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Occasionally we find ourselves with some REU (research experience for undergraduates) money in hand for summer research on a particular project. This funding is allocated for undergraduate students who are US citizens or permanent residents to gain research experience.

Sometimes we can not find eligible students at our own institution who are both qualified and interested in working on the project, and we would like to recruit some strong candidates from other institutions. (Or, even if we do have qualified students locally, we want to give opportunities to qualified students at other institutions.)

However, we are not an "REU site" with a regular program in place for recruiting undergrads, handling applications, etc. Rather, we sometimes apply for and receive "REU supplement" funding for a particular project. Then we are left with a recruiting problem.

How does one go about finding and recruiting strong undergraduate students from other institutions, when there's no pipeline in place?

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    I'd ask NSF first. They may have requirement they'd like to see met by whatever recruiting process you use. – dmckee Mar 28 '16 at 22:50
  • Email friends at other institutions asking for suggestions. This has worked well for me. – Anonymous Physicist Mar 28 '16 at 22:57
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Take the HPC REU as a good example (obviously you won't be able to do everything that they can do as an REU Site, but there are many things you can try to do). It was my top choice for REUs when I was a junior undergrad even though I never heard of the school. When undergraduates read the website they know exactly what they're going to do. For a student who doesn't know much about the subjects, showing a list of projects makes them interested even if they do not understand all of the details.

Also, invest some time in training. You are saying that you cannot find "eligible students at our own institution who are both qualified and interested". Do a bootcamp in what they need to know. Most of the students who attended the HPC REU knew how to program but didn't know anything about high-performance computing, so the detailed schedule showed us that we would learn this (and get credit). Most of the time undergraduates take "standard" classes so they will never learn these research skills even if that's what they want to be researching, so showing them that your REU is the jumpstart to their research career in the particular field generates the interest. Also, if you can show that this is applicable to them even if they are not into research, then you have a large crowd. If you look at other REUs they also have a few training weeks in some useful subjects as well.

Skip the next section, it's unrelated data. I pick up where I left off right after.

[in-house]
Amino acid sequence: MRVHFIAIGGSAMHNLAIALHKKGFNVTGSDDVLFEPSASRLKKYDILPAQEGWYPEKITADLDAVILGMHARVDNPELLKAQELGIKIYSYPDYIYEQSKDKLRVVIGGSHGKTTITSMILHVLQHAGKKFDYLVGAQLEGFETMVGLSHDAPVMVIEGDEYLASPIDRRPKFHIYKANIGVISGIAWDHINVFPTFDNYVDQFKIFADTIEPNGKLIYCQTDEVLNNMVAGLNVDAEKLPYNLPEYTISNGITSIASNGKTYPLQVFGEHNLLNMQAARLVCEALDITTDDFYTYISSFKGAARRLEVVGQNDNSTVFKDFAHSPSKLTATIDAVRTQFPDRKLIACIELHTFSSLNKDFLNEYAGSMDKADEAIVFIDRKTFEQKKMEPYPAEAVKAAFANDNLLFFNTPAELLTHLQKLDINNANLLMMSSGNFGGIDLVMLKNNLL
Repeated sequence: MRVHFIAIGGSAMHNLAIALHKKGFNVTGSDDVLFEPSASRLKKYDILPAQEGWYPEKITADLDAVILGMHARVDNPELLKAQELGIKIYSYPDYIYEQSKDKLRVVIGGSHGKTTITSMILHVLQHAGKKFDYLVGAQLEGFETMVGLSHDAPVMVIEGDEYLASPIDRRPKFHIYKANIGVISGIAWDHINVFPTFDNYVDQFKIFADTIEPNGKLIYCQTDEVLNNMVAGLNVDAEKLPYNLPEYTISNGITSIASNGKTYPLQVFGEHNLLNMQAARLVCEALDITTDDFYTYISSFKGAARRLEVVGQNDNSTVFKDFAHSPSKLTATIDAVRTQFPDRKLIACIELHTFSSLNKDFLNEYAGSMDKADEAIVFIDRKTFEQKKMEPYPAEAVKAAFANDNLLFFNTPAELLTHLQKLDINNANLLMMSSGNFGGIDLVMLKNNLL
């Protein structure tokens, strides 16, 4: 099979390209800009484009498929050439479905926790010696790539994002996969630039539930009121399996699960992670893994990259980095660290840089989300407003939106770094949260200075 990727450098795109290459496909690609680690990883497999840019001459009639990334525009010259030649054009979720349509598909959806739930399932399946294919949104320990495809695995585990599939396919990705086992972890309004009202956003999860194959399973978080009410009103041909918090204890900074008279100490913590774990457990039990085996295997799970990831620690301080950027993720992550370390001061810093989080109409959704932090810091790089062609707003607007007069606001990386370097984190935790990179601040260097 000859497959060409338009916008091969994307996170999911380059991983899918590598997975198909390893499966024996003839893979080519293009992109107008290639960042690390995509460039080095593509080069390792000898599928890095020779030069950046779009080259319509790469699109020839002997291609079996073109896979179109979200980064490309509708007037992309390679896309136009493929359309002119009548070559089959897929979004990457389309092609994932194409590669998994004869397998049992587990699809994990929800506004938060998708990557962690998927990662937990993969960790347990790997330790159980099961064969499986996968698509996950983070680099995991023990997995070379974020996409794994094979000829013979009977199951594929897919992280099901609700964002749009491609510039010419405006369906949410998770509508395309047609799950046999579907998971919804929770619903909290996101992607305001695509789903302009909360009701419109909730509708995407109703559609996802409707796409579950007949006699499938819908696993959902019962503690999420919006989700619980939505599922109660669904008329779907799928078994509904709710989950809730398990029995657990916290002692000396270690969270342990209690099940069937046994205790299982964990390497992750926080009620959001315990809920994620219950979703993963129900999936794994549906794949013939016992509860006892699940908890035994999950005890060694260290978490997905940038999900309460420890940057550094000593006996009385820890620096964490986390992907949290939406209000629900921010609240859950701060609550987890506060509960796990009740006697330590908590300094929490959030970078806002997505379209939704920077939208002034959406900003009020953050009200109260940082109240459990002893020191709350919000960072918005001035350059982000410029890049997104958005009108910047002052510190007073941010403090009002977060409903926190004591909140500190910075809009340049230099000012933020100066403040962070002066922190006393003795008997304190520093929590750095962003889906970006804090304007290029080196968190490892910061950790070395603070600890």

Another thing is to try and make it a group project. Undergraduates haven't had enough time to learn subjects to "research-level" yet, and if it's an interdisciplinary project, it's almost impossible. Many mathematical biology projects take a group of students where one knows math, one can program well, and another may just be a straight biologist. They work together to solve the problem (or get as far as possible) and learn from each other.

Although I found my REUs via their websites, I know others that found out about their REUs via departmental emails. Send emails out to friends/administrators at other institutions to forward to their administrators. Some of the best places for recruitment can be liberal arts colleges because sometimes the department may not have every subfield. In a liberal arts college there are close ties between students and faculty and so many times the faculty will know about subfields that students are wanting to try out. Then the faculty may even forward the email to some of their students saying "I know you're interested in ______, check this out!".

Also, be ready to adapt what you're doing to the undergraduates. Most REU projects don't result in a publication, so if you're looking for undergraduates who will help you on your current project, it's probably a waste of time. Of course you don't want to go too far out of your expertise, but play around with ideas and try some new things. For example, if you're an experimental scientist who's interested in trying machine learning for your type of data, pair up with a new faculty member who does machine learning and get a group of undergraduates to try doing some machine learning on your data under joint supervision. Again, it's most likely not going to end up with results, but this new collaboration can turn out to be an exciting result itself.

Lastly, think about being the undergraduate. What is the undergraduate looking for? First and foremost, the best undergraduates are looking for what will look good on a graduate school application. Cater to that. Make the summer bootcamp worth credit. Guarantee that at least a technical report will be online. Teach them a few programming languages. Give access to GRE classes. Etc.

  • That's an "REU site" with a formal process and existing pipeline. As I explained in my question, we're not an REU site, just got some supplement money in an ad-hoc way. – ff524 Mar 29 '16 at 16:27
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    In your situation you may not be able to make it a group project or do things like GRE courses, but you can still try to do most of the others. At least have a website, send out emails, adapt the projects, and see if they could do some summer class on the subject in parallel (many times there are bootcamps for incoming graduates they can become part of). – Chris Rackauckas Mar 29 '16 at 16:30

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